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Judges should decide president's Fate: Nawaz Sharif PDF Print E-mail
Wednesday, 27 February 2008

Agence France-Presse . Islamabad

Former premier Nawaz Sharif called Monday for Pakistan's ousted judiciary to rule on the legality of president Pervez Musharraf's position before any parliamentary move to impeach him.

Sharif's Pakistan Muslim League-N formed a coalition with the Pakistan People's Party of slain ex-PM Benazir Bhutto last week, after their groupings trounced Musharraf's backers in parliamentary elections.

They are seeking further allies to get them the two-thirds majority they need to impeach the president, who has repeatedly dismissed calls by Sharif and other opposition leaders to quit.

Musharraf's spokesman, Major General Rashid Qureshi, said the president had been elected for a five-year period last year and that his position should not be determined by the results of the parliamentary elections.

'Except for Nawaz Sharif it is clear that no one else is talking about the president leaving,' Qureshi told Dawn News Television. But Sharif said that top judges sacked by Musharraf under a state of emergency in November should be restored first so that they can decide the legality of Musharraf's re-election as president in October last year.

'Before parliament impeaches him we want this issue resolved by the judiciary... it should not reach that stage,' Sharif told reporters after meeting hardline Islamist politician Qazi Hussain Ahmed in Islamabad.

'On November 3 the judiciary was murdered, that's why we say he is an unconstitutional and illegal president,' Sharif said. He reiterated his call for Musharraf to step down before any action by the courts or the new government.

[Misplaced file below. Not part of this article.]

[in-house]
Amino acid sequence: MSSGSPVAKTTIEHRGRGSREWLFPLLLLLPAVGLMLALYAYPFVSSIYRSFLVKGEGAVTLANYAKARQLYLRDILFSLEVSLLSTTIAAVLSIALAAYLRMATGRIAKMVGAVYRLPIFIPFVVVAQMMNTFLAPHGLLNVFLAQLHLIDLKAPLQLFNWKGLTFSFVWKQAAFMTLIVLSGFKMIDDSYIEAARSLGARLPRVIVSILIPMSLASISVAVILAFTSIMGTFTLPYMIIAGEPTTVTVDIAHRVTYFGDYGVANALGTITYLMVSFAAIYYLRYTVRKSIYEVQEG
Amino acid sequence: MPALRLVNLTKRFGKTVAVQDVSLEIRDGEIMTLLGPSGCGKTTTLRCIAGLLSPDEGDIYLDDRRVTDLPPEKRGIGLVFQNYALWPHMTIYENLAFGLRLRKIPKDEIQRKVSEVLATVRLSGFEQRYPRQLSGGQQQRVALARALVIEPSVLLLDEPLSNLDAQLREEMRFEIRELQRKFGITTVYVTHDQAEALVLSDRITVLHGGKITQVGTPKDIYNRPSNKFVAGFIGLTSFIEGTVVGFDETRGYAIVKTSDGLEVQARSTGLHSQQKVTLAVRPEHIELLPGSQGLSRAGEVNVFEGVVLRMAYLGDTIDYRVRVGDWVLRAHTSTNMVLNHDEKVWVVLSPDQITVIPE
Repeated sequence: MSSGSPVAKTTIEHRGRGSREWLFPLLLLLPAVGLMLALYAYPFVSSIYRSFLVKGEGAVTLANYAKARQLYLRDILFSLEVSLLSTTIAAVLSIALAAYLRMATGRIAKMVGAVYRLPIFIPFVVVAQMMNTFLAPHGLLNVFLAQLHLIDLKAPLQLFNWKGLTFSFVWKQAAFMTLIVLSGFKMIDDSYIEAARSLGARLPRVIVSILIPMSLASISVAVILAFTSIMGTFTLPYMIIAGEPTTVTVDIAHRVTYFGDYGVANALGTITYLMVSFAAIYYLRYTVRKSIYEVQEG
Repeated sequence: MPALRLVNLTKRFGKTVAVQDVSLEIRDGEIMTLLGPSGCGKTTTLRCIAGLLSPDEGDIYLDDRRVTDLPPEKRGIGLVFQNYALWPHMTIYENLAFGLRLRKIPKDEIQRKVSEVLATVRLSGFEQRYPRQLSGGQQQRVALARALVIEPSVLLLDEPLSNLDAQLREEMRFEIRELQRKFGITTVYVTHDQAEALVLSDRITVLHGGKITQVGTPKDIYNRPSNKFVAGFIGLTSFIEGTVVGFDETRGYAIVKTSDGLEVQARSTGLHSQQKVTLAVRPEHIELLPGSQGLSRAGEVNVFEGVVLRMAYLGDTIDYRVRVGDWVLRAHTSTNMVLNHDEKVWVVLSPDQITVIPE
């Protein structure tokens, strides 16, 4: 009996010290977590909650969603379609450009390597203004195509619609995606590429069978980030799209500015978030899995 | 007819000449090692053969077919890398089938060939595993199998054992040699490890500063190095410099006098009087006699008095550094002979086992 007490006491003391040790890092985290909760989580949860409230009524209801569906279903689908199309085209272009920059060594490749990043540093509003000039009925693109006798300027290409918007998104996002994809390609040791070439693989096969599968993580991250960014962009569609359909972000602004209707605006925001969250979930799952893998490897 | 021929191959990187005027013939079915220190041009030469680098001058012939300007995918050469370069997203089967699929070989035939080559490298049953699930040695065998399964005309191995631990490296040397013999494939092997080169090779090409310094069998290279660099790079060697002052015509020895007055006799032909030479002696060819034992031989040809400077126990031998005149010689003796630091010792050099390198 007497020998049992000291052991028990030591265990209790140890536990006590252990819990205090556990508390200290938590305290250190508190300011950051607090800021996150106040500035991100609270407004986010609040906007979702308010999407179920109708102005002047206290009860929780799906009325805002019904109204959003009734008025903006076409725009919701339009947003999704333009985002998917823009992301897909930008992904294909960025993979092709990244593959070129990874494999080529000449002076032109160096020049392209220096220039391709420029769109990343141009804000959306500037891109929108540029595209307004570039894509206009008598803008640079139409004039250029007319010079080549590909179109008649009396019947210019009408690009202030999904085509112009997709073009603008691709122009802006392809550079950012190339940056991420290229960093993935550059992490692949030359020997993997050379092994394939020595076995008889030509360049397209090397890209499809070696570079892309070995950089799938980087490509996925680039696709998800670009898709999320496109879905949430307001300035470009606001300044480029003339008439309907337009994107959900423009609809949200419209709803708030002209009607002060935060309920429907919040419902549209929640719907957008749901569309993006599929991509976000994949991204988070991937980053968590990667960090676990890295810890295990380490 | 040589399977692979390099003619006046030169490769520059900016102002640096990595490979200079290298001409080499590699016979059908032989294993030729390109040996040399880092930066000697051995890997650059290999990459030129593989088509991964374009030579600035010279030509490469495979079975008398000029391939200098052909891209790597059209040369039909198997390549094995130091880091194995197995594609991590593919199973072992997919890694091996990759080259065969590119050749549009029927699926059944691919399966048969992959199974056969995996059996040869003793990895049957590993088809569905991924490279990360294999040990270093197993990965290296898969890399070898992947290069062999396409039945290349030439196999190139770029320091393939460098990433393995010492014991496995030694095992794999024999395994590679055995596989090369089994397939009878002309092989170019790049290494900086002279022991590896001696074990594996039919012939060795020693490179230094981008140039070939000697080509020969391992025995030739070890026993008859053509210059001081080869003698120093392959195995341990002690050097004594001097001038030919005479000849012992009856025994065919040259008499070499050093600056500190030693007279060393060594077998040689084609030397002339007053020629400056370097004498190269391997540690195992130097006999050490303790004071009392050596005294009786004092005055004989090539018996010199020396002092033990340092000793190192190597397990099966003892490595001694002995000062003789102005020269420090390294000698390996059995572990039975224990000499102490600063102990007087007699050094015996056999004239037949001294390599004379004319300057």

'Musharraf should quit as soon as possible. It would be better for him because the people have given their mandate,' Sharif said. Pakistan's political crisis was sparked in March last year when Musharraf suspended the country's chief justice, Iftikhar Muhammad Chaudhry, on charges of misconduct.

He then sacked Chaudhry and dozens of other judges outright on November 3, days before the Supreme Court was due to rule on his re-election by the national and provincial assemblies in October.

The opposition boycotted that vote, saying it was unconstitutional because Musharraf should have quit as army chief before seeking re-election and also because it should not have been carried out by the outgoing assemblies. Musharraf ousted Sharif in a coup in 1999 and sent him into exile the following year.

Sharif returned to Pakistan in late 2007. In Washington, Joe Biden, one of three senators who observed the elections along with former White House hopeful John Kerry and senator Chuck Hagel, discussed Musharraf's options in a television interview.

Asked on ABC television if he thought it would be good for Musharraf to prepare an exit strategy to resign or retire to avoid being forced out by a hostile parliament, Biden said: 'Probably'.

Britain's Sunday Telegraph newspaper cited an anonymous aide as saying that Musharraf was readying such a strategy after Benazir's Pakistan People's Party and Sharif's party won the elections.

'I firmly believe if they (political parties) do not focus on old grudges – and there's plenty in Pakistan – and give him a graceful way to move' then Musharraf would leave office, Biden added.

The opposition's stance on Musharraf is still unclear. The PPP's most likely candidate to be prime minister, Makhdoom Amin Fahim, was quoted in local media as saying all talk of impeaching Musharraf should wait until the new parliament was sworn in.

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